Lots of parents choose to put their baby into a baby walker. These activity centre-style walkers tend to be advertised as being for babies as young as 4 months old and are often marketed to parents as a way of encouraging a child’s mobility. So why don’t paediatric physiotherapists recommend them? In this article, our team outlines the hidden dangers of a baby walker, why you should avoid using walkers for your baby and the effects they can have if you don’t.
So, are baby walkers safe? Paediatric physiotherapists and other health experts strongly discourage the use of baby walkers because of the accidents they can cause and the potential developmental problems they contribute towards. Baby walkers give babies unnatural height and speed which increases the risk of injury, whilst also forcing walking before the baby may be developmentally ready.
Read on to learn more about the dangers associated with baby walkers and why physiotherapists advise against using them.
Are Baby Walkers Safe?
In short, no, sit-in baby walkers are not safe for your baby despite them being heavily advertised by brands around the world for babies as young as four months. Although they are advertised as a way of encouraging a child’s mobility they can be very harmful both immediately and long term for your child. There are two main reasons why we would not recommend a baby walker; firstly due to safety and secondly in relation to a baby’s development. We’ve highlighted these factors in more detail below.
Any parent’s first priority is to keep their child safe, and although you won’t mean to, every time you place your child in a baby walker, you do increase their risk of injury. Every year there are many reports of babies being injured whilst in a baby walker. These accidents include;
- Trapping of limbs
- Head injuries
- Burns and scalds
- Tripping and Falling
When you place your child into a baby walker you’re aiding them to have unnatural height and speed which increases their risk of accessing hazardous things which may cause them injury. This could include knocking objects from a height that is usually out of reach, falling down the stairs, and trapping limbs in between the walker and objects around them. Some studies have shown that just under half of the babies that are put into a baby walker will experience some form of injury whilst using it.
A baby will walk when a baby is developmentally ready. In order to get to the point of walking, a baby has to learn so many other things. The timescales for a baby to walk will also depend on their body shape, motivation, personality and many other factors. Various studies carried out have shown that not only do baby walkers not encourage a child’s development but they can actually cause a delay in a baby’s motor development milestones.
Spending lots of time in a walker limits the amount of time spent in other positions like lying on the floor and walkers also alter a baby’s ability to see their legs and feet. At such a young age babies are learning where their body parts are, relative to themselves and to their environment, another skill that is essential for a developing baby. There is also evidence that suggests that the use of baby walkers can cause a child to walk on their toes. This may be because their muscles and joints are not ready to take their own body weight at such a young age. The toe walking may also continue once your child is walking independently.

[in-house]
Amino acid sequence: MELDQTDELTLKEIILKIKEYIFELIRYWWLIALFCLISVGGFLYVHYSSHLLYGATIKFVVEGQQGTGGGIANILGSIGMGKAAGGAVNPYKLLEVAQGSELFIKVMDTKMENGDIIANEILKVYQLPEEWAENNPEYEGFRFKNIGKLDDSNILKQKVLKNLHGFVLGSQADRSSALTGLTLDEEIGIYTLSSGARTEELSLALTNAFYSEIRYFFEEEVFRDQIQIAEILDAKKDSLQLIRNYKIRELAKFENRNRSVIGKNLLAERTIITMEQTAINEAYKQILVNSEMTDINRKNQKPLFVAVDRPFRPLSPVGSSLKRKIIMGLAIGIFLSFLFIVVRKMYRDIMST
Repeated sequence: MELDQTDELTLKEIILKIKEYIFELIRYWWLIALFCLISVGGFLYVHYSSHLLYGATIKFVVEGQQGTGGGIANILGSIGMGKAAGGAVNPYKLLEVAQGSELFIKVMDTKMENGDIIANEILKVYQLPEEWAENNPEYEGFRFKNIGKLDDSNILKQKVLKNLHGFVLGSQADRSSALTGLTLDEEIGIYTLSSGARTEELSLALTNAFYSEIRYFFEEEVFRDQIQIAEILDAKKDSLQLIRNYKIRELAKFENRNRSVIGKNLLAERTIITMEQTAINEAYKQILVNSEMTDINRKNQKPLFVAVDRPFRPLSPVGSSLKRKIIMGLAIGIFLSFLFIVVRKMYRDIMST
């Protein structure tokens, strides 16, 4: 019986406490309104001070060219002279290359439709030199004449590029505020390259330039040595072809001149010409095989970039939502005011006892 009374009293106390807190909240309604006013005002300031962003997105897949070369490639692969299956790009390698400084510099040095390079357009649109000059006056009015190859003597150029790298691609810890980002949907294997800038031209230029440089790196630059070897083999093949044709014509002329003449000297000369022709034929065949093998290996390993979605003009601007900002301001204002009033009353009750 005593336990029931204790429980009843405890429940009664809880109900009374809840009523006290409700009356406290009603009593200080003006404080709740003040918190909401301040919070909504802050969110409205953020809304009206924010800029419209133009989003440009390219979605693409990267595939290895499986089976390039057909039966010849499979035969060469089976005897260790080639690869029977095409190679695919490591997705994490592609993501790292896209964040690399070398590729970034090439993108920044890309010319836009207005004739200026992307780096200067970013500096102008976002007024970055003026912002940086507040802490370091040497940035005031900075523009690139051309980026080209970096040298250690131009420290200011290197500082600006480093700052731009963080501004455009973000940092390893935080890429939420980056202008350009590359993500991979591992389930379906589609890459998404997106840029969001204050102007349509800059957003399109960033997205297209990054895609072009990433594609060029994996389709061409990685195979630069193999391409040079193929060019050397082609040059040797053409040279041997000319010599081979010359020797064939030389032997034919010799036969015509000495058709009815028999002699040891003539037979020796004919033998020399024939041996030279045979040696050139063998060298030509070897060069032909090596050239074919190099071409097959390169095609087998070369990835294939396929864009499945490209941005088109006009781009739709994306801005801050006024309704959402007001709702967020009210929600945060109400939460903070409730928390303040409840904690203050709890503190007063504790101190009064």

How Long Should a Baby Be in a Walker?
Although we strongly recommend that you avoid using baby walkers, we understand that some parents may still choose to use them. If you do decide to use one with your baby, the APCP (Association of Paediatric Chartered Physiotherapists) have published a parent leaflet that advises that your child is always under close supervision and that they use a walker for no longer than 20 minutes at a time. Also ensure your child’s feet are flat on the floor, not up on their toes to prevent persistent toe walking beyond a normal development point.
If you’re worried that your baby is continuing to tip toe walk, physiotherapy is a great way to help rectify and resolve the abnormality, we discussed the topic in-depth in our recent blog.
What Are Some Alternatives To Baby Walkers?
Ideal alternatives to baby walkers include letting your baby do natural activities without the need for aids such as crawling or tummy time. If you’d like to read more about tummy time and its benefits, read one of our recent blog posts – Tummy Time What to Expect.
Here your baby will learn skills that are crucial to their motor development like rolling, sitting and using their arms and hands to lean on. It also supports crossing information in the brain which helps the baby’s development, as the left half of the brain controls the left side of the body and vice versa with the right side. This is a development that is missed when using a baby walker.
If you use a baby walker to help contain your child, why not try using a stationary activity centre? This allows them to experience sensory stimulation and development without having to move around.
Paediatric Physiotherapy From Therapy Stars
At Therapy stars, we have an expert team who are professionally trained physiotherapists and hydrotherapists working with babies, children and young adults who are diagnosed with genetic and mobility-limiting conditions or who are experiencing developmental delays. We have a range of excellent facilities and packages that can be tailored to your child’s needs, whilst providing treatment that is engaging and fun.
To contact us simply book a complimentary call with one of our team to discuss which child physiotherapy services we can provide.